Auditory Cognitive Neuroscience (ACN) is the scientific study of how higher functions of the hearing system - how we think about and respond to sound and the neural substrates of the mental processes involved. It encompasses the fields of speech and music research, hearing disorders, development of hearing, neurophysiology and organization of the auditory cortex, computer modelling of hearing processes, and many others. It has applications in health care, audio engineering and communications technology, and the music and computer game industries. Much of the current cutting-edge research in Auditory Cognitive Neuroscience is highly multidisciplinary and relies strongly on international cooperation.
Some of the foremost labs in the field of auditory science join forces to provide a unique international training program to students in the fields of basic science, biomedicine and biomedical engineering related to audition. The participating students have the opportunity to closely interact with experts studying the auditory system with different scopes, ranging from
1) Ontogeny of audition (Rübsamen)
2) Development of language (Onishi)
3) Human neuroimaging (Schoenwiesner, Zatorre, Belin, von Kriegstein)
4) Electrophysiology of the human auditory system (Poeppel, Jolicoeur, Schröger, Tervaniem, Tillmann)
5) Electrophysiology of the auditory system in laboratory animals (Rübsamen), voice perception (Belin, von Kriegstein)
6) Computational modeling of audition (Pressnitzer)
7) Psychophysics (Oxenham, McAdams, Rübsamen, Pressnitzer, Tillmann)
8) Spatial sound perception (Schoenwiesner)
9) Biomedical audio-engineering (Bruce)
10) Multisensory integration (Palmer, Schröger)
11) Music cognition (Peretz, Zatorre, Keller, Tillmann)
12) Auditory memory (Jolicoeur)
13) Emotion (Armony, McAdams, Tervaniemi)
14) Neural basis of art (Brown) and
15) Study of special populations (Peretz, Tervaniemi)
This list contains most of the current research directions in auditory neuroscience, giving students an excellent and unique range of topics and work areas to choose from.
In addition, the participating labs complement each to offer the full range of modern neuroscience methods, from electrophysiology (electro-encephalography, in-vivo and in-vitro electrophysiology), optical imaging, magneto-encephalography, functional magnetic resonance imaging, transcranial magnetic stimulation, patient studies, and structural neuroanatomy.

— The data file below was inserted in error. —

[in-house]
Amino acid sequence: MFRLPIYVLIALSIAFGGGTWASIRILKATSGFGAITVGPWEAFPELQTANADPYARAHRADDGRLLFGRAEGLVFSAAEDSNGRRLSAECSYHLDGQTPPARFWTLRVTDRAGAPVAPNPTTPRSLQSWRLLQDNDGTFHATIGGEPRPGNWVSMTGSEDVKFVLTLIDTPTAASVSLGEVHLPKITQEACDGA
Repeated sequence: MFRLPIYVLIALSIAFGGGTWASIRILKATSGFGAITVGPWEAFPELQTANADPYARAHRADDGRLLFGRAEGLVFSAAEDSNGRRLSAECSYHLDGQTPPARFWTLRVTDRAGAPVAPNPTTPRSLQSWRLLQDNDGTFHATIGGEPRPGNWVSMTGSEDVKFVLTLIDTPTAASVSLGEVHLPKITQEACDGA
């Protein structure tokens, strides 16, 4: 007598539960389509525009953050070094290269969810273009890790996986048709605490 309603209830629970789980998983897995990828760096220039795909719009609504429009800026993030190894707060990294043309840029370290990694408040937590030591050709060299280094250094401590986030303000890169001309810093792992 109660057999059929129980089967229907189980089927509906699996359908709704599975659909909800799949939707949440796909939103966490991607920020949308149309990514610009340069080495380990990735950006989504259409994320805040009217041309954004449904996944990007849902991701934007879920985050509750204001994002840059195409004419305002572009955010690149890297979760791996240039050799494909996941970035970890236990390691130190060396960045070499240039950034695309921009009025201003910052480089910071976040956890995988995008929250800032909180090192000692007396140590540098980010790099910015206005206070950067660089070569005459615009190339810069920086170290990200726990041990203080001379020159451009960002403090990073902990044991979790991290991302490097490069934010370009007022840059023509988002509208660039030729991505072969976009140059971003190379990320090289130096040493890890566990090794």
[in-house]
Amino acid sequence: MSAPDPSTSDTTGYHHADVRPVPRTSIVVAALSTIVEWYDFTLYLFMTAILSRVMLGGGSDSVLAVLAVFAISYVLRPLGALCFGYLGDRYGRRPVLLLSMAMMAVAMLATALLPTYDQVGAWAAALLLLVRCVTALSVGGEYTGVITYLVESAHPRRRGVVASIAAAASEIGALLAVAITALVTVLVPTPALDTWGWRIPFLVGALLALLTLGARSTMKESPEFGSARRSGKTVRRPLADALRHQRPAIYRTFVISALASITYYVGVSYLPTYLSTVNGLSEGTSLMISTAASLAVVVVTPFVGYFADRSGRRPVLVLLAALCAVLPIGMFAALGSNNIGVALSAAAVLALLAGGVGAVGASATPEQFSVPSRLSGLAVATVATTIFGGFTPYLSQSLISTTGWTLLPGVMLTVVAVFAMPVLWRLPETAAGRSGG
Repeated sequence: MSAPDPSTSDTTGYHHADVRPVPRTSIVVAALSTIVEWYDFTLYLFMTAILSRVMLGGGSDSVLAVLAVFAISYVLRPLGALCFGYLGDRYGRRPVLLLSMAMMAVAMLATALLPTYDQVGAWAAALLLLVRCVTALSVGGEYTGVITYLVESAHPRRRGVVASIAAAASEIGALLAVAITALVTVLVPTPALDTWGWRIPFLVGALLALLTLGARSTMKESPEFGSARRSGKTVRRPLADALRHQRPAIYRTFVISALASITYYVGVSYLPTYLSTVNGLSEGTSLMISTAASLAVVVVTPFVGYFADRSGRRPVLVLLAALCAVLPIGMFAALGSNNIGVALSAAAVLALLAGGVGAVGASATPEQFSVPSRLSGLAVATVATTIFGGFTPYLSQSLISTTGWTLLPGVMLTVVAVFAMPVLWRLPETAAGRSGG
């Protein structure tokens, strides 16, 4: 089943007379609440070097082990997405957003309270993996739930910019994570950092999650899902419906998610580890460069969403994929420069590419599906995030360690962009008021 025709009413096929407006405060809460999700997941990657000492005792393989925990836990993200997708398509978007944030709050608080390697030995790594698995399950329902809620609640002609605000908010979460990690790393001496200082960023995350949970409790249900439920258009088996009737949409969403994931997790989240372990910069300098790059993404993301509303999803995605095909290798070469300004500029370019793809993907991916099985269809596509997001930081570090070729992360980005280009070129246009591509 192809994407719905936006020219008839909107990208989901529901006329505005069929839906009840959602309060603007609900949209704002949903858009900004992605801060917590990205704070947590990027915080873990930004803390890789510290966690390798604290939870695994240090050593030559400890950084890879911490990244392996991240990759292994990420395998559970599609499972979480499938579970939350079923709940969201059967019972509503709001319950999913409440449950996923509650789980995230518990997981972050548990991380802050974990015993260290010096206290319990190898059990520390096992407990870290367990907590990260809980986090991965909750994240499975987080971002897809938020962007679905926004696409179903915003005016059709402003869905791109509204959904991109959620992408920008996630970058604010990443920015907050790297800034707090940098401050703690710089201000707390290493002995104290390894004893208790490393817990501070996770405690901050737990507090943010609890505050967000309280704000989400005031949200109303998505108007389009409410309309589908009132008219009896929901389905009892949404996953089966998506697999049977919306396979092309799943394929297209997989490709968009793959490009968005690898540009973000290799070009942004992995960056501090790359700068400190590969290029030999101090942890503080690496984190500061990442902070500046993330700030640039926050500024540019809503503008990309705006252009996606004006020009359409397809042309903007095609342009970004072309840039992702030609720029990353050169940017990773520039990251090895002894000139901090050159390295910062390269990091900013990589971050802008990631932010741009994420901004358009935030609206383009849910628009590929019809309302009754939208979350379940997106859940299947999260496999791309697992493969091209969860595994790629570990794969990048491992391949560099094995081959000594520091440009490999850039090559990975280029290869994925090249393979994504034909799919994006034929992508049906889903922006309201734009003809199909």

Gerard Encina Llamas, PhD student at Hearing Systems is awarded a fellowship to visit the Auditory Neuroscience Laboratory in Boston, group of Barbara Shinn-Cunningham, from March 1st 2016 where he will be studying cognitive neuroscince as a part of his PhD project.
Federica Bianchi, PhD student at Hearing Systems, was awarded a fellowship to visit the Montréal Neurological Institute, group of Professor Zatorre, where she was working for six months in 2014. This exchange is funded by the Erasmus Mundus program. During her external stay, Federica will design a new paradigm to investigate objective correlates of pitch salience via functional magnetic resonance imaging.
As part of the Erasmus Mundus fellowship program Golbarg Mehraei, PhD student from MIT and Harward, joined the Hearing Systems’ research group for six months. Read more here
Twenty five partners for Europe, Canada and USA join forces to make the network a success. The project funds the mobility of doctoral and post-doctoral students as well as scientific staff members.
The project involves 12 partner institutions and 14 associate partners. Funded transatlantic exchanges last for 6-10 months for students and 1-3 months for staff. Applicants with European citizenship may apply for exchanges with North America and applicants with American or Canadian citizenship may apply for exchanges with European institutions. Students will typically spend 6 months in a partner institute across the Atlantic as part of a joint research project. Staff exchange is meant to enable the organization of lectures series and workshops across member institutions, as well as joint research and training of technical support staff.
The name of the Programme comes from Desiderius Erasmus Rotterdamus, a 15th-century Dutch humanist and theologian who studied in the best monastic schools throughout Europe. In his days, he was known as one of the most brilliant students of the time. “Mundus” is the Latin word for “world” and thus stands for the programme’s global outreach.
Read more about the Erasmus Mundus Student Exchange Network ACN here
The Hearing Systems Group was represented by several members at the kick-off meeting of the Erasmus Mundus Student Exchange Network in Auditory Cognitive Neuroscience coordinated by the University of Leipzig.Read more here